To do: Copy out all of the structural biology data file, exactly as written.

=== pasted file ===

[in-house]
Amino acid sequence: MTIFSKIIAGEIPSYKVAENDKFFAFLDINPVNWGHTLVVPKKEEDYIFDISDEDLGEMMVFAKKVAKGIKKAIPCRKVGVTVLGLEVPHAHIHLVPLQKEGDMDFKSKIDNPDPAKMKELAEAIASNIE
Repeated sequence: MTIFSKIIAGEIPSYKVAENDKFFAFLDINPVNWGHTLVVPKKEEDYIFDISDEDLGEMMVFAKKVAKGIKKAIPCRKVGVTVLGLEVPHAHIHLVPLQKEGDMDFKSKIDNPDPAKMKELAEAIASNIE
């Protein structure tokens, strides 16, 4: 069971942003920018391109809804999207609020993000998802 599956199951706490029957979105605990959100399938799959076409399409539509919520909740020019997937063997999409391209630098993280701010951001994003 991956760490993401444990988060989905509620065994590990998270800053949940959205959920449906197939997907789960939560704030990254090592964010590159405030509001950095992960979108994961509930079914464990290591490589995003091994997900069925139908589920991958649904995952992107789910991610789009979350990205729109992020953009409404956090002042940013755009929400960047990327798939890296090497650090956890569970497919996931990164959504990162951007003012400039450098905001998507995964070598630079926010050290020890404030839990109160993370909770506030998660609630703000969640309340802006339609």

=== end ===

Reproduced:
[in-house]
Amino acid sequence: MTIFSKIIAGEIPSYKVAENDKFFAFLDINPVNWGHTLVVPKKEEDYIFDISDEDLGEMMVFAKKVAKGIKKAIPCRKVGVTVLGLEVPHAHIHLVPLQKEGDMDFKSKIDNPDPAKMKELAEAIASNIE
Repeated sequence: MTIFSKIIAGEIPSYKVAENDKFFAFLDINPVNWGHTLVVPKKEEDYIFDISDEDLGEMMVFAKKVAKGIKKAIPCRKVGVTVLGLEVPHAHIHLVPLQKEGDMDFKSKIDNPDPAKMKELAEAIASNIE
């Protein structure tokens, strides 16, 4: 069971942003920018391109809804999207609020993000998802 599956199951706490029957979105605990959100399938799959076409399409539509919520909740020019997937063997999409391209630098993280701010951001994003 991956760490993401444990988060989905509620065994590990998270800053949940959205959920449906197939997907789960939560704030990254090592964010590159405030509001950095992960979108994961509930079914464990290591490589995003091994997900069925139908589920991958649904995952992107789910991610789009979350990205729109992020953009409404956090002042940013755009929400960047990327798939890296090497650090956890569970497919996931990164959504990162951007003012400039450098905001998507995964070598630079926010050290020890404030839990109160993370909770506030998660609630703000969640309340802006339609």